You likely know a thing or two about the underground railroad that helped hundreds escape to the north. But just 15 minutes outside of McAllen there are forgotten pieces of a lesser-known underground railroad that went in a southerly direction.
The Jackson Ranch Cemetery in San Juan, Texas is less than a mile from the US-Mexico border. Tombstones with dates as far back as the mid 1800s are scattered in the tall grass. It looks like the grass hasn’t been mowed in years.
Roseann Bacha-Garza, is the program manager of the Community Historical Archeological Program with Schools at the University of Texas Rio Grande Valley. She’s been researching this area for years — studying the historical regional and cultural heritage on the border. One way she does that is by examining the genealogy of families who originally settled here.
“This is the other Jackson Ranch cemetery and apparently Nathaniel Jackson is buried back here,” Bacha-Garza says on a tour.
The Jacksons were slave and plantation owners from Alabama. Bacha-Garza says Nathaniel’s journey to Texas began when he married a woman named Matilda Hicks.
“She was a slave in their plantation back in Alabama.”
Nathaniel Jackson did not believe in the Confederate cause and eventually freed his slaves. In the 1850’s he, Matilda, their children and five other families traveled to Texas in five covered wagons. Nathaniel and Matilda were a mixed-race couple looking for a fresh start. They wanted to live in peace. And they found that here in south Texas.
Bacha-Garza says the family was known for something else — they would protect slaves and would smuggle them across the Rio Grande into Mexico where slavery had already been abolished 20 years prior.
“During that time in the 1850s it was reported that there were approximately 3,000 black slaves that would have escaped over the river,” Bacha-Garza says.
Karl Jacoby recently wrote about one of those slaves in his book The Strange Career of William Ellis: The Texas Slave Who Became a Mexican Millionaire.
“After 1850, there’s a fugitive slave act that would allow you to seize slaves in the north, but there was Mexico adamantly refusing to sign any fugitive slave agreement with the US. So once a slave made it to Mexico they really were safe in a way that didn’t exist in the northern US,” Bacha-Garza says.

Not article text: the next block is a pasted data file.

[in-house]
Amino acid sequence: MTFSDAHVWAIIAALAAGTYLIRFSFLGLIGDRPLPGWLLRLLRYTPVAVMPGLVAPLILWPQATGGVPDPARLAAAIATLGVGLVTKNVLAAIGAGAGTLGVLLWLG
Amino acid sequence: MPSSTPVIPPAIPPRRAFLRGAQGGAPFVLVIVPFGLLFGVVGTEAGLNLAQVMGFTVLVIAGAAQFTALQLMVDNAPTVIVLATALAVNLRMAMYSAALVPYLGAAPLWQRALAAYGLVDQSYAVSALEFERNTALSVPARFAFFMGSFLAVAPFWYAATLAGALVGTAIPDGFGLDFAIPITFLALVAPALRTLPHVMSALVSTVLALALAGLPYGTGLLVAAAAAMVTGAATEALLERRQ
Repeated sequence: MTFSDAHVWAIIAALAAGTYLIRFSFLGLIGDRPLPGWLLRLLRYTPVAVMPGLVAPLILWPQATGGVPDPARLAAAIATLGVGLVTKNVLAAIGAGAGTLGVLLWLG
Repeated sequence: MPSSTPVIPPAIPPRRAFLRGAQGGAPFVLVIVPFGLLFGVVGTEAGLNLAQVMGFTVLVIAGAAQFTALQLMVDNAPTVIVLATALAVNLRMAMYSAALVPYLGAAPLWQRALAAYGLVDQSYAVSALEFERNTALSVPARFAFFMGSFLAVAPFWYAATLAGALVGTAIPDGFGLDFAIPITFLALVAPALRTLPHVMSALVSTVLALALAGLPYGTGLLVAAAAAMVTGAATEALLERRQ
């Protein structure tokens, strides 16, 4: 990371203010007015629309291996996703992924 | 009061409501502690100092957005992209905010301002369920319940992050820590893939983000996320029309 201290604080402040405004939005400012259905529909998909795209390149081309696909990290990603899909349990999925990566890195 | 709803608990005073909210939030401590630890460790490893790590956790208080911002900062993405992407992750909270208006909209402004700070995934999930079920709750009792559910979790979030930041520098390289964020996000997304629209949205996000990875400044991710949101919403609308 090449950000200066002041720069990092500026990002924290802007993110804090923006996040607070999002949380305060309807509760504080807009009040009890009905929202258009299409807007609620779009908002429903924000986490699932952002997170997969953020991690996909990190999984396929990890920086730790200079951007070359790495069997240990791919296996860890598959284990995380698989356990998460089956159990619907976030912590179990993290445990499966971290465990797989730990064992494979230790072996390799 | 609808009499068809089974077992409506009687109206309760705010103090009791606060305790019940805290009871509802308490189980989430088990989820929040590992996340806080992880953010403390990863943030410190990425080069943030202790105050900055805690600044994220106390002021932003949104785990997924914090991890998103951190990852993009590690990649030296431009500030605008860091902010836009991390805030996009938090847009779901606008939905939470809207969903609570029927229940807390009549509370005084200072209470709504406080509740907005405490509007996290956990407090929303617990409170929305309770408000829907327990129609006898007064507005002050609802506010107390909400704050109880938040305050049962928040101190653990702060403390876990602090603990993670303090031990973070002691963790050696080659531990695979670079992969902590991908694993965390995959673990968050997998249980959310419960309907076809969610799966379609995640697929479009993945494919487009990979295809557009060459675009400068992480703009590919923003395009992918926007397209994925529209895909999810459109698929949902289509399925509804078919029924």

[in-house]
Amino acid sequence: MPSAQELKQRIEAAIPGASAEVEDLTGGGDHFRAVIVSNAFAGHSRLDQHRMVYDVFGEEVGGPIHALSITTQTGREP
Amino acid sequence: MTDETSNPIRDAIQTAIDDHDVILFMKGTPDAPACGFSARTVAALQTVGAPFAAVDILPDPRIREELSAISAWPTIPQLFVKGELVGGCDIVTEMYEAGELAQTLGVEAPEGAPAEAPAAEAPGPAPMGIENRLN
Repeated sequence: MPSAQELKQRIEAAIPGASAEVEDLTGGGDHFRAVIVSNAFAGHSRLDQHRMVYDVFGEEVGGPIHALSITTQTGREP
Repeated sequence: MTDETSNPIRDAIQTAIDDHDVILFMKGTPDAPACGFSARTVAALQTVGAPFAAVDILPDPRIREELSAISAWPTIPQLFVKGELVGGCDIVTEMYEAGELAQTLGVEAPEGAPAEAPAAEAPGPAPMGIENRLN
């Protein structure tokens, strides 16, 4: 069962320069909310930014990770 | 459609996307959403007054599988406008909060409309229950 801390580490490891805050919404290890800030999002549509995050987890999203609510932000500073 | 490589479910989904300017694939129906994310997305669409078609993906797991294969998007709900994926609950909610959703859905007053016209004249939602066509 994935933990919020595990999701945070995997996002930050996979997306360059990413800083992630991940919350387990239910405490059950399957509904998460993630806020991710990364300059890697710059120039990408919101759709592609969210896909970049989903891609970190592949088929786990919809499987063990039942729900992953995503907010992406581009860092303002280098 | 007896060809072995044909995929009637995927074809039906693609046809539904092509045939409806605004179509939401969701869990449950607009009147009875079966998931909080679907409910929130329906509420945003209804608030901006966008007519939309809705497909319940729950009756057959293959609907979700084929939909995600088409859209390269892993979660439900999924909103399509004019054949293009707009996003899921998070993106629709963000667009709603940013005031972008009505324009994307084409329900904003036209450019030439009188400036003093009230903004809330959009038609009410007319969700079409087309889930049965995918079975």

That’s why the families who helped slaves on this side of the border were so important to the underground railroad to the South. Along with the Jacksons, the Webbers also helped. But Bacha-Garza says there’s still a lot we don’t know about these families and their histories.
“I’m constantly doing research, as are other members of this family, sometimes you can see them on blogs on the internet,” Bacha-Garza says.
Lupe Flores is a descendant of both the Jacksons and the Webbers. He’s 27 years-old and a graduate student at the University of Texas Rio Grande Valley — where he studies Anthropology and Mexican American Studies. Flores says he grew up hearing stories about his family’s past, but — at the time — he didn’t think too much of them.
“I was in undergrad when I began to systematically researching my grandmother’s, her family’s history here in Hidalgo County. So I always had a sense of you know there was something about the ranch, or whatever, but I just never really internalized it,” Flores says.
That’s changed. He now reflects on his family’s history pretty frequently.
One thing he thinks about, and writes about, is what he calls the “permutations of resistance” — especially on the border.
“Through different times in the history and in the present, I mean there’s been people resisting policies of the state, the borders of the state,” Flores says. “Back then it was helping slaves cross into Mexico. In the 1900s, you had prohibition and this area was also a place of cross border movement during prohibition and then now in the contemporary period.”
Today the border is much more militarized by the state, but resistance still occurs. Usually in the form of helping undocumented people get into this country.
“Even with walls being built there’s still always going to be a way to subvert the state and it’s machinations to control the border,” Flores says.
After learning about his family’s role in this story, Flores looks at the Valley history differently. It’s a story he wants to magnify. Because, up until now, the story of the underground railroad that took slaves North has been told. But the Texas story — the one where slaves found freedom by fleeing South — continues to be a local, hidden tale.